Environment Law in the Northern Territory

Environmental assessment of mining activities

Overview

The laws that control if, when and how an environmental impact assessment takes place are separate from the exploration and mining approval process.  The exploration and mining approval laws themselves do not have any requirement for there to be an assessment of environmental impacts before exploration or mining starts.

When is environmental impact assessment needed?

For exploration and mining on land or within 3 nautical miles of the Northern Territory coast, environmental impact assessment of a proposal takes place only if the Northern Territory Minister of Lands, Planning and Environment is of the opinion that the exploration or mining could have a “significant” environmental impact.

What is a significant environmental impact?

There are no laws that explain what a “significant” environmental impact is. However, the Northern Territory Environment Protection Authority website has a list of the types of works that may require environmental assessment.  These are:

  • Proposals which could affect areas of high conservation value, endangered species, including wetlands, coastline, marine, arid areas, estuaries, and areas containing important or unique flora and fauna communities.
  • Proposals which could affect important historic, cultural, archaeological, scenic, scientific or educational sites.
  •  Proposals involving significant land disturbance, e.g. land clearing for agriculture or forestry; urban and industrial sites; dredging; large extractive industries; surface paving; transport facilities.
  • Proposals involving resource extraction, e.g. drilling; mining; blasting.
  • Proposals involving modification of natural regimes, e.g. alteration of groundwater hydrology; drainage patterns; fauna movement; vegetation patterns.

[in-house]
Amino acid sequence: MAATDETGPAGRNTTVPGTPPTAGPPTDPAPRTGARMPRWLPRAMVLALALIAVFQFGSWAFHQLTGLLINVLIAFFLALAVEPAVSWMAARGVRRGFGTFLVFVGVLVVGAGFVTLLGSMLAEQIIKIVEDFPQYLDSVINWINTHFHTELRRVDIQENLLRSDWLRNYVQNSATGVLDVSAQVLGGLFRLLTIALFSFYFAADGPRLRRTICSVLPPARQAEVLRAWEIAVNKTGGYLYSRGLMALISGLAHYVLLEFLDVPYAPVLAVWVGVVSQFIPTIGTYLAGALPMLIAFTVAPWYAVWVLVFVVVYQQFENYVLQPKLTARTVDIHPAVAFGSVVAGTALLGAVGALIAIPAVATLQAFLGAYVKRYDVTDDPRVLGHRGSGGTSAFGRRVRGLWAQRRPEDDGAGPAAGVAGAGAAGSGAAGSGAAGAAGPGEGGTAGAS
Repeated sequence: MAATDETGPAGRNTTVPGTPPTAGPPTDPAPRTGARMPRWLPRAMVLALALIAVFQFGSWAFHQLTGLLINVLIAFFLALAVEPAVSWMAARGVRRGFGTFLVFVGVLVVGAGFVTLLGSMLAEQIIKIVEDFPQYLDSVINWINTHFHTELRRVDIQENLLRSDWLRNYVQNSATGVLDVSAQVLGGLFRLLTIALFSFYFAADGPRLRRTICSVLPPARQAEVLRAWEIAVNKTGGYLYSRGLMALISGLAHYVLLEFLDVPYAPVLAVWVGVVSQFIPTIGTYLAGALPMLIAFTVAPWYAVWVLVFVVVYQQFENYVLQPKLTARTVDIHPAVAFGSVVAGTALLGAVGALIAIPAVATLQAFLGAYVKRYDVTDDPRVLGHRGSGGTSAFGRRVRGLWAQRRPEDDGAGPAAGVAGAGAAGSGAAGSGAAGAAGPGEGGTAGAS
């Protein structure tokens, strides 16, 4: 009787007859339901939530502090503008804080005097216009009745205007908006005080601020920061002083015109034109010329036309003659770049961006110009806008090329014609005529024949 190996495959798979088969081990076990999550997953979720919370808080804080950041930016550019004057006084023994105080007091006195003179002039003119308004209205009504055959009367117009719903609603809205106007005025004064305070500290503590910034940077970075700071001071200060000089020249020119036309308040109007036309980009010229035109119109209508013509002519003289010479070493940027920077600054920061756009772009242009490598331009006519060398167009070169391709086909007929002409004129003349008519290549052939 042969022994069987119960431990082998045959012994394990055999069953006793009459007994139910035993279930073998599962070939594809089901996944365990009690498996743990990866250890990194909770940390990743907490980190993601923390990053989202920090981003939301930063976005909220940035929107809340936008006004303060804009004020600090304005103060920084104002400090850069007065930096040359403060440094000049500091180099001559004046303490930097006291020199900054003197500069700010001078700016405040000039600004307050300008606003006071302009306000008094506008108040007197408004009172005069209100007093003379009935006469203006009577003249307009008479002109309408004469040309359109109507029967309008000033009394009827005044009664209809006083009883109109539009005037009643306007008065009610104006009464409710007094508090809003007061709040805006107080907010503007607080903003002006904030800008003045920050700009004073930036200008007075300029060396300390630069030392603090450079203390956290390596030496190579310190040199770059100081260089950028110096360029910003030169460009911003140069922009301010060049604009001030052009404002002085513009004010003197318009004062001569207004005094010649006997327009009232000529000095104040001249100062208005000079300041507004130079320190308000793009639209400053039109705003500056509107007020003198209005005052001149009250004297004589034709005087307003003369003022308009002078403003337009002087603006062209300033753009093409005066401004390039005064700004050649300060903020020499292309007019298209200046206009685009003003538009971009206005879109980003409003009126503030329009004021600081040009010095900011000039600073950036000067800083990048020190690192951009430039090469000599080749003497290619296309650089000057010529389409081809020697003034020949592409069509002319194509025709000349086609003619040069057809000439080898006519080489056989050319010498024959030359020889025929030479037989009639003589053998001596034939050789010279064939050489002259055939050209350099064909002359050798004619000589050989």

• Major engineering works, e.g. power stations; transmission lines; roadworks; bridges; dams and impoundments; irrigation works; recreational structures.
  • Establishment of: of major agro-industrial facilities, e.g. large piggeries; poultry farms; abattoirs; rendering plants; and manufacturing and industrial process, e.g. oil refining and cement plants.
  • Proposals involving waste treatment and disposal, or have the potential to pollute e.g. ocean dumping; landfill; disposal of tailings, spoil and overburden; cooling water discharge; spray irrigation; liquid effluent discharge; stack and exhaust emissions.
  • Proposals which are likely to have a major impact on the social environment of surrounding or nearby communities.
  • Proposals which may involve a significant risk or hazard to public safety and the environment.

The Environment Protection Authority makes the decision about whether environmental impacts could be “significant”.  The Environment Protection Authority therefore has a lot of discretion about whether or not the environmental impacts of a proposed action should be assessed.   Very few exploration and mining operations go through the formal environmental assessment process under the Environment Assessment Act.

What happens if a proposal is not considered to have a significant environmental impact?

If the proposal is not considered to have a significant impact, it is possible that no formal environmental impact assessment will take place.  If no environmental impact assessment takes place, the Minister for Mines and Energy only has to consider environmental impacts before granting exploration and mining approvals in very limited situations.

When do national environmental laws apply?

Australia also has national environmental laws that require environmental assessment and approval of proposed actions that are likely to have a significant impact on matters of national environmental significance, such as nationally threatened species.

If the proposed mining activity is within the Northern Territory, the assessment may occur under Northern Territory environmental assessment laws according to a bilateral agreement between the Commonwealth and the Northern Territory governments.

The Commonwealth Minister for Sustainability, Environment, Water, Populations and Communities must approve the proposed action before it can be undertaken. This is the case even if the assessment process occurs under Northern Territory environmental assessment laws.

Mining activities in Commonwealth waters, beyond 3 nautical miles of the Northern Territory coast, may require environmental impact assessment under Australia’s national environmental laws if those activities are likely to have a significant impact on a matter of national environmental significance.